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Story Publication logo May 12, 2016

Using Morphine to Stay Alive


Image by Atish Patel. India, 2015.

With an aging population and an ever-increasing burden of chronic disease, a grassroots social...

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A crushed morphine pill is pictured on a spoon at a palliative care clinic in Kerala, India. Image by Atish Patel. India, 2015.

Zubair is one of the few people in India to have access to morphine.

Despite being the gold standard to treat severe pain, the opium-based drug has been highly restricted for decades.

India amended its drug law in 2014 to widen access, but so far it has had little impact on the ground.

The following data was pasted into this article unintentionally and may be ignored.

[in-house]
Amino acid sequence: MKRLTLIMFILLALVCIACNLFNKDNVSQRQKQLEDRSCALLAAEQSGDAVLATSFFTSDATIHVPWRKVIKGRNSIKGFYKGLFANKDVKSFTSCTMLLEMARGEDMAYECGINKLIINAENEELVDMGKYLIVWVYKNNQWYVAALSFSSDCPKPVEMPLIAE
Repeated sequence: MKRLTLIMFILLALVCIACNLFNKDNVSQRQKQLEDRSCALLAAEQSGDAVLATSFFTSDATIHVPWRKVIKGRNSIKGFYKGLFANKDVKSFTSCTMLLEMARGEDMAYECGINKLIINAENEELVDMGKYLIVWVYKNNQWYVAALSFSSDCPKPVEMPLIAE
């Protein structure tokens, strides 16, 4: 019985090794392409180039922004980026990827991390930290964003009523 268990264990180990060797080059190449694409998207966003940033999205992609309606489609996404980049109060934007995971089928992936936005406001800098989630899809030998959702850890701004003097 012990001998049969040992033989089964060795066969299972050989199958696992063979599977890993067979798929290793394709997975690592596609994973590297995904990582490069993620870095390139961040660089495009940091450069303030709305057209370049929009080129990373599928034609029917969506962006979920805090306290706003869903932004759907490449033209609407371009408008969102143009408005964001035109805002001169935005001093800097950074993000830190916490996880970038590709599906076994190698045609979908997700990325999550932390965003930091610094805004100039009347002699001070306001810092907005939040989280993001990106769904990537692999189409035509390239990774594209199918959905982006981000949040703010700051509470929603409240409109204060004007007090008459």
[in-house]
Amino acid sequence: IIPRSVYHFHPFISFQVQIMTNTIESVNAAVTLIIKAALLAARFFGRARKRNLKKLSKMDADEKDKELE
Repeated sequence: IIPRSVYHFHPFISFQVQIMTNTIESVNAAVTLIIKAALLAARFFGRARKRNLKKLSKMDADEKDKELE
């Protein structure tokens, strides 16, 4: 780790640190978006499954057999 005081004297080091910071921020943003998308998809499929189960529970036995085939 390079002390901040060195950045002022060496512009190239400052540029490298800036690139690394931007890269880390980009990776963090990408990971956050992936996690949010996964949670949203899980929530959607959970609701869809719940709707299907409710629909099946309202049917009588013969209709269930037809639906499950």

That means thousands of patients with chronic diseases like cancer and AIDS are left to suffer.

From Kerala, where access is vastly better than anywhere else in the country, 55-year-old Zubair had a series of amputations to his right leg as treatment for a bone tumor.

Continuing to live in agonizing pain even after being cured, he has been taking morphine for more than 20 years.

M. R. Rajagopal, the doctor who first prescribed the painkiller for him, says he's an example of what morphine can do to a person even when the disease is not terminal.

"99 percent of people who need it, don't get it, and their lives are destroyed and they [often] take their own lives," Dr Rajagopal said.

Zubair had a different experience. "Morphine restored me back to life," he said.


navy halftone illustration of a female doctor with her arms crossed


Health Inequities

Health Inequities

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